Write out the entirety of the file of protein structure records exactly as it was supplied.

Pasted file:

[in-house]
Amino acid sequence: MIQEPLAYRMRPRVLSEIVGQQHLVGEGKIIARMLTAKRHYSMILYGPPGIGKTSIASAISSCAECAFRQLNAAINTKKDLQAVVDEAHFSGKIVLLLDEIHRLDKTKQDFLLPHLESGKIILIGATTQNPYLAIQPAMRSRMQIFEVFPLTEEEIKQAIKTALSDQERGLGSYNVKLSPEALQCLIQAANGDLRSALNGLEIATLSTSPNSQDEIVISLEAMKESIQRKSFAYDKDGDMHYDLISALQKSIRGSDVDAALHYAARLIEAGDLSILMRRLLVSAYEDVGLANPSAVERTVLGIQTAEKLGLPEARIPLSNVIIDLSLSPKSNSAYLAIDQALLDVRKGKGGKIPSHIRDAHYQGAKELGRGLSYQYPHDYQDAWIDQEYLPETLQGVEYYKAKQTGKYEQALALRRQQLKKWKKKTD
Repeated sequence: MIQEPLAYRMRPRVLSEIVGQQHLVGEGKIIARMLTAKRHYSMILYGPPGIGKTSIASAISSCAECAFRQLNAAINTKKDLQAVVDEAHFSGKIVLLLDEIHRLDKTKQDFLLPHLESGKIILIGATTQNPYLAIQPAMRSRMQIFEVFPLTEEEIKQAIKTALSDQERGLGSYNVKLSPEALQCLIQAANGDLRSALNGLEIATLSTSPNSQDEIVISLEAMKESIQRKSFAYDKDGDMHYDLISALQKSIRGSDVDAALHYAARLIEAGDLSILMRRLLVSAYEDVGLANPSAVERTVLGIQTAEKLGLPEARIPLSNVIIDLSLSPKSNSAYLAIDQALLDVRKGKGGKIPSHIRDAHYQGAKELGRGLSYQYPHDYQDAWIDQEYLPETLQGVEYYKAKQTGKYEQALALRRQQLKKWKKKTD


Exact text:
[in-house]
Amino acid sequence: MIQEPLAYRMRPRVLSEIVGQQHLVGEGKIIARMLTAKRHYSMILYGPPGIGKTSIASAISSCAECAFRQLNAAINTKKDLQAVVDEAHFSGKIVLLLDEIHRLDKTKQDFLLPHLESGKIILIGATTQNPYLAIQPAMRSRMQIFEVFPLTEEEIKQAIKTALSDQERGLGSYNVKLSPEALQCLIQAANGDLRSALNGLEIATLSTSPNSQDEIVISLEAMKESIQRKSFAYDKDGDMHYDLISALQKSIRGSDVDAALHYAARLIEAGDLSILMRRLLVSAYEDVGLANPSAVERTVLGIQTAEKLGLPEARIPLSNVIIDLSLSPKSNSAYLAIDQALLDVRKGKGGKIPSHIRDAHYQGAKELGRGLSYQYPHDYQDAWIDQEYLPETLQGVEYYKAKQTGKYEQALALRRQQLKKWKKKTD
Repeated sequence: MIQEPLAYRMRPRVLSEIVGQQHLVGEGKIIARMLTAKRHYSMILYGPPGIGKTSIASAISSCAECAFRQLNAAINTKKDLQAVVDEAHFSGKIVLLLDEIHRLDKTKQDFLLPHLESGKIILIGATTQNPYLAIQPAMRSRMQIFEVFPLTEEEIKQAIKTALSDQERGLGSYNVKLSPEALQCLIQAANGDLRSALNGLEIATLSTSPNSQDEIVISLEAMKESIQRKSFAYDKDGDMHYDLISALQKSIRGSDVDAALHYAARLIEAGDLSILMRRLLVSAYEDVGLANPSAVERTVLGIQTAEKLGLPEARIPLSNVIIDLSLSPKSNSAYLAIDQALLDVRKGKGGKIPSHIRDAHYQGAKELGRGLSYQYPHDYQDAWIDQEYLPETLQGVEYYKAKQTGKYEQALALRRQQLKKWKKKTD